What a delightfully odd little book this is. Presented as an old manual mixed with a narrator that’s rather Lemony-Snicket-meets-Ted-Wilson, Supernatural Strategies For Making a Rock ‘n’ Roll Group manages to be just as funny as it is strange. Throughout, Ian F. Svenious injects enough knowing truth that anyone who has ever involved themselves with musicians will recognize.
The idea is this: During a séance, the ghost of The Rolling Stones’ Brian Jones offered advice on forming a group, “accompanied by a vague scent of Moroccan spice and the rustling sound of suede on corduroy.” I let out an audible Ha!when I read the following:
Can we somehow become renowned without dying?
Faking one’s death is an obvious route, and is often accomplished — albeit in a metaphorical sense — in collusion with the PR Industry. First one must create a record which is sensationally acclaimed. Then one must explode at the apex of its career.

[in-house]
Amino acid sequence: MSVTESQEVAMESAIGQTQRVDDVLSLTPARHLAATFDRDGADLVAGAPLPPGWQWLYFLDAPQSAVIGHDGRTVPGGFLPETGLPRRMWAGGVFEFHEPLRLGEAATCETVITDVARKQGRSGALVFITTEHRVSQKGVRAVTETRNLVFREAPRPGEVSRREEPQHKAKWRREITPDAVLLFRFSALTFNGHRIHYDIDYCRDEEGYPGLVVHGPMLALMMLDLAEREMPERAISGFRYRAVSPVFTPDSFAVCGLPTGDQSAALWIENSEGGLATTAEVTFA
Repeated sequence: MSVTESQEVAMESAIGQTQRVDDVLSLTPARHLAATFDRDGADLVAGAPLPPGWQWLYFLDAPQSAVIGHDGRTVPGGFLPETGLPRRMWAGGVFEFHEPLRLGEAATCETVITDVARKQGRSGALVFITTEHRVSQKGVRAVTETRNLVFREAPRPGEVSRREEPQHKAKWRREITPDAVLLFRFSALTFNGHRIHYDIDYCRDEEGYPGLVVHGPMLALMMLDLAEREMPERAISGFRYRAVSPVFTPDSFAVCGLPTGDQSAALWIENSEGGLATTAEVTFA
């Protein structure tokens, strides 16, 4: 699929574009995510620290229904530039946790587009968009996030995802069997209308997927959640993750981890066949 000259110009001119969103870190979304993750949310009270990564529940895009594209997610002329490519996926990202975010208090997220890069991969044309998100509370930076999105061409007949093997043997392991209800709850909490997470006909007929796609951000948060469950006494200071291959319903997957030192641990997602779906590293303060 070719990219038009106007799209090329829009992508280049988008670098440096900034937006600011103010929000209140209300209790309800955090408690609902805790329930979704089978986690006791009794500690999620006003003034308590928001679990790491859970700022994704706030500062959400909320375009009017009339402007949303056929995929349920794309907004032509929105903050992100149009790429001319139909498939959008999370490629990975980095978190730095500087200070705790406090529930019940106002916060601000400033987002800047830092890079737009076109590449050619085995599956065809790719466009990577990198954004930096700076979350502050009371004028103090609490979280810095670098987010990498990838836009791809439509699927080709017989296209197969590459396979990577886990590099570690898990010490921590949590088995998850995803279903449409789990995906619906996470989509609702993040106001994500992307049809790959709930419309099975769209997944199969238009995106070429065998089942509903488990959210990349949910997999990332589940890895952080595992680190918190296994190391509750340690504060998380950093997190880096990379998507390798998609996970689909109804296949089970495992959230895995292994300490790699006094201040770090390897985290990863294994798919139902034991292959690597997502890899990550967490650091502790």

[…]The La’s, the Stone Roses, My Bloody Valentine, the Sex Pistols, and The Specials all successfully used this virtual death technique to ensure renown, as did David Bowie when he fired his group Spiders From Mars onstage while their concert was being filmed at the Hammersmith Odeon for theatrical release.
Which is, of course, completely true until festival season 25 years from that “death,” when the living members of three-quarters of those bands reunite for a bit of Rock ‘n’ Roll Church at Glastonbury or Coachella. A tidy profit and a bit of personal nostalgia — They can be loved as before.
(Lest you think I’m making fun: With Noel Gallagher as my witness, I would succumb to my own metaphorical perishing if I could see the Stone Roses live.)
(See the rest of my review at Glorified Love Letters.)